The FBI now says the pyrotechnics were fired at the compound, but hours before the blaze started. Officials still maintain that the fire was set by the compound's occupants.
The admission came only after a former FBI official told The News that use of two U.S. military pyrotechnic tear-gas grenades "was common knowledge" among the FBI's hostage rescue team.
Even before then, the Rangers had been working for several months to try to identify a shell casing that proved to be part of one of the military CS gas rounds and other projectiles that had never been properly identified.
Mr. Francis ordered the inquiry after learning that the Justice Department had tried to block all public access to the evidence trove. The issue came to his attention after Justice Department lawyers defending a massive wrongful-death lawsuit filed by Branch Davidians angrily complained about an independent filmmaker being allowed to view the evidence in DPS custody last fall and this spring.
Based on the questions raised by the filmmaker, Michael McNulty, Rangers began trying to identify an oddly-shaped 40-mm shell casing, several unidentified 40-mm projectiles and a number of other items never scrutinized during the initial criminal inquiry.
By mid-August, Ranger Sgt. Gordon had identified the shell casing as part of a U.S. military gas grenade known as an M651. With the help of U.S. Army experts, the Ranger was able to determine the two-day period in which it was made at a North Carolina factory in 1969 and even acquire two unfired M651 grenades from the same batch that were still in an Arkansas Army arsenal.
Late last month, the Ranger also identified two 40-mm projectiles as German-made "flash-bang" grenades, devices that emit a loud, concussive noise and a blinding flash and are used by U.S. law enforcement to stun or distract suspects. Although tests are still being completed, both appear to be German NICO flash-bang devices from a shipment of about 50 sent in 1990 to the FBI, the report stated.
Mr. McNulty, who is now completing a new documentary on Waco has questioned whether the two black-and-silver devices might be some form of exotic explosive or incendiary device used to deliberately start a fire.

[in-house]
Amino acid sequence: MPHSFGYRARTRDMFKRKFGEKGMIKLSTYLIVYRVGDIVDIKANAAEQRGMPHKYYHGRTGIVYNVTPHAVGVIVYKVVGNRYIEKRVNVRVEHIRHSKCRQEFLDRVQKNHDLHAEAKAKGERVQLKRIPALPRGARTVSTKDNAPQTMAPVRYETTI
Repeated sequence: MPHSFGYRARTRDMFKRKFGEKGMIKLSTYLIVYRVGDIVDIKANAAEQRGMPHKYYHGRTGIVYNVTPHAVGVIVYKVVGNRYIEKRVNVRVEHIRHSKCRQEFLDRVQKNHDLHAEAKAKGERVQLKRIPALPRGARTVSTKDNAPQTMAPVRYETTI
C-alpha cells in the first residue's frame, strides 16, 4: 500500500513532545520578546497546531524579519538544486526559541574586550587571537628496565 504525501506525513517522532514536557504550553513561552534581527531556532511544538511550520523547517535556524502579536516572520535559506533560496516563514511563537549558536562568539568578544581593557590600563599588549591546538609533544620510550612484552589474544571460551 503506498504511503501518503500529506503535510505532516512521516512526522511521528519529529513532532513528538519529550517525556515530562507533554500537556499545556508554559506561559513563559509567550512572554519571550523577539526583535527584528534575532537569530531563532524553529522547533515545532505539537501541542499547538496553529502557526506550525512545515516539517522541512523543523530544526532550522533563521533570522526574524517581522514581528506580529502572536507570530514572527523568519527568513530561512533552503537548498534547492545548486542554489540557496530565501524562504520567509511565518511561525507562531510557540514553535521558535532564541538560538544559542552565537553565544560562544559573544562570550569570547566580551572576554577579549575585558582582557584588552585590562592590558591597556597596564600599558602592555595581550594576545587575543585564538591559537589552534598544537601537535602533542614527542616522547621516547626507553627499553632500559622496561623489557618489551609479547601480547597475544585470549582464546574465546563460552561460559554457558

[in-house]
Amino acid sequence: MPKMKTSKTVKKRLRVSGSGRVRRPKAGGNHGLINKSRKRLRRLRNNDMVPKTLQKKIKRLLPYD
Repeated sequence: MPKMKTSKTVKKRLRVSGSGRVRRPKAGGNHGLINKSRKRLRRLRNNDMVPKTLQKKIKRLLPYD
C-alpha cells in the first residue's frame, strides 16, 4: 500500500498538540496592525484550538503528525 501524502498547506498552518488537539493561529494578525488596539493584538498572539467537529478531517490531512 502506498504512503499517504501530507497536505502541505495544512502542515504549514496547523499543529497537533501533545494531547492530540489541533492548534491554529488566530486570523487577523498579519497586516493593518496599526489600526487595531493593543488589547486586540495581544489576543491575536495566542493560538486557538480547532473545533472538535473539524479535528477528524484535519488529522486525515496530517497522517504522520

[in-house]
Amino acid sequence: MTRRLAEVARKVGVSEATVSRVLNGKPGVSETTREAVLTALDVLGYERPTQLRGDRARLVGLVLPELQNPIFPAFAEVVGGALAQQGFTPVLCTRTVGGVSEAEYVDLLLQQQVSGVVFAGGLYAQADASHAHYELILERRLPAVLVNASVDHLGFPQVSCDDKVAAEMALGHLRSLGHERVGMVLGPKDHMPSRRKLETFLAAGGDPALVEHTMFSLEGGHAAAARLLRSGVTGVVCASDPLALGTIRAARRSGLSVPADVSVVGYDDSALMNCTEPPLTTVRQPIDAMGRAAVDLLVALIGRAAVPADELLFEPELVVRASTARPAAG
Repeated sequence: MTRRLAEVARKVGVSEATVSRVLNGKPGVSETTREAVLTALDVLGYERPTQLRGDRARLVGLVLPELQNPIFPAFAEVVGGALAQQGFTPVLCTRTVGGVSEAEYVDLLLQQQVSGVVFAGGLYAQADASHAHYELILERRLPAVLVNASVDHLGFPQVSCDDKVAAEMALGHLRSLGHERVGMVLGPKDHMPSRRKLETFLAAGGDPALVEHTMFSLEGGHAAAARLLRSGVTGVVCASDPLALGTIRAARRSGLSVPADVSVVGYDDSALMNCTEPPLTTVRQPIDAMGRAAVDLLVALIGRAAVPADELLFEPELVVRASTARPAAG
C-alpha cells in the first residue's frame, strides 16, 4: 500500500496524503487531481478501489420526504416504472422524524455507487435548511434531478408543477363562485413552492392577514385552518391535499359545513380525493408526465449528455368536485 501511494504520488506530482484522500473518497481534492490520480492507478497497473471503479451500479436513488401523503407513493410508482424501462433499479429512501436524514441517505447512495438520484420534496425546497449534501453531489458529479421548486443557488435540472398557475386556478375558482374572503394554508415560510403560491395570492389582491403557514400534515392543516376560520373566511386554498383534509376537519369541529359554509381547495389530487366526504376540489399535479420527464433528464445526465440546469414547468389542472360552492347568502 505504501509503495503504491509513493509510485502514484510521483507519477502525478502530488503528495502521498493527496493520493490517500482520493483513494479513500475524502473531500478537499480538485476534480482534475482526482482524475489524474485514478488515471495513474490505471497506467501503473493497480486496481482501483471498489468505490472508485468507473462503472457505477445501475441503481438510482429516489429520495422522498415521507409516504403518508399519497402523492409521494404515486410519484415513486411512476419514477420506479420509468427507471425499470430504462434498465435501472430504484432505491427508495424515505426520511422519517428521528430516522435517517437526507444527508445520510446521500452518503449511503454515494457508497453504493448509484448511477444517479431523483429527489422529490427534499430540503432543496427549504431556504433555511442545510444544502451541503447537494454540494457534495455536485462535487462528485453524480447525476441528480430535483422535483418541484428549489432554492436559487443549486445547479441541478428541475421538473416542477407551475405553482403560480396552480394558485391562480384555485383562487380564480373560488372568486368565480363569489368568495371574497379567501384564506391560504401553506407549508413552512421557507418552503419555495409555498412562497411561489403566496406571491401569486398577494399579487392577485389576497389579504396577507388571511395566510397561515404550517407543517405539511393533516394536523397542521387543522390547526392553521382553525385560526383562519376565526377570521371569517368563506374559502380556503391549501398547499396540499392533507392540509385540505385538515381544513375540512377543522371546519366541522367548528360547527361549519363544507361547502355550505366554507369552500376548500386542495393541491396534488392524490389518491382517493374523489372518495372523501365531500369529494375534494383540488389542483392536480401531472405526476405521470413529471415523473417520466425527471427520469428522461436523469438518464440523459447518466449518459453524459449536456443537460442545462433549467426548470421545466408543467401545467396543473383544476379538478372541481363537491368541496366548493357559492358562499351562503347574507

But the report heightens other questions about what the FBI used on the final day of the standoff. It includes a statement from another Texas Ranger who recalled being told by an FBI agent that the bureau had gotten permission on April 19 to fire a device to knock down a door.
A recent government audit of military assistance during the standoff stated that the FBI's arsenal at Waco included 250 40-mm high-explosive rounds.
Bureau officials have said they do not know why the rounds were obtained from Fort Hood, Texas, but they have said that none were used in Waco.
After the compound fire, a Ranger found a strange shell casing among debris left by the FBI. Rangers who were military veterans said at the time that the it looked like a "thumper round," a high-explosive Army munition, the report indicated.
The Ranger said he was approached by an FBI agent in January 1994, just before the Ranger testified in the federal criminal trial against 11 Branch Davidians. He said the FBI agent reported that the shell was used against a door "in an attempt to knock it down."
The shell was ultimately identified as part of a CS gas round, but the Ranger's account raises questions about what might have been fired at a door.
The Rangers' report indicates the DPS has preserved other problematic evidence, including other flash-bang grenades misidentified as silencers, a spent military flare, and DPS photographs and videos.
Mr. McNulty has contended that those videos could determine whether members of the U.S. Army's secret Delta Force unit were active during the tear-gas assault. Defense Department officials have said three special-forces personnel were present but only watched.
The report also indicates that some evidence initially reported missing during the 1994 criminal trial had inexplicably reappeared. Among the items found by Mr. McNulty during his visits to the evidence lockers was a watch cap worn by a Branch Davidian who was shot to death by ATF agents as he tried to approach the embattled compound on Feb. 28.
ATF agents testified that they shot the man, Michael Schroeder, nine times after he fired first at them. He was shot several times in the head, and DPS photographs of his body showed that he was wearing a watch cap when he died.
But defense attorneys for the Branch Davidians were told that the cap couldn't be found before the criminal trials. Mr. McNulty said the hat contains visible residues that should be tested to determine whether Mr. Schroeder was shot at close range or "finished off."
Waco, FBI and the Branch Davidians: Updates
CESNUR reproduces or quotes documents from the media and different sources on a number of religious issues. Unless otherwise indicated, the opinions expressed are those of the document's author(s), not of CESNUR or its directors.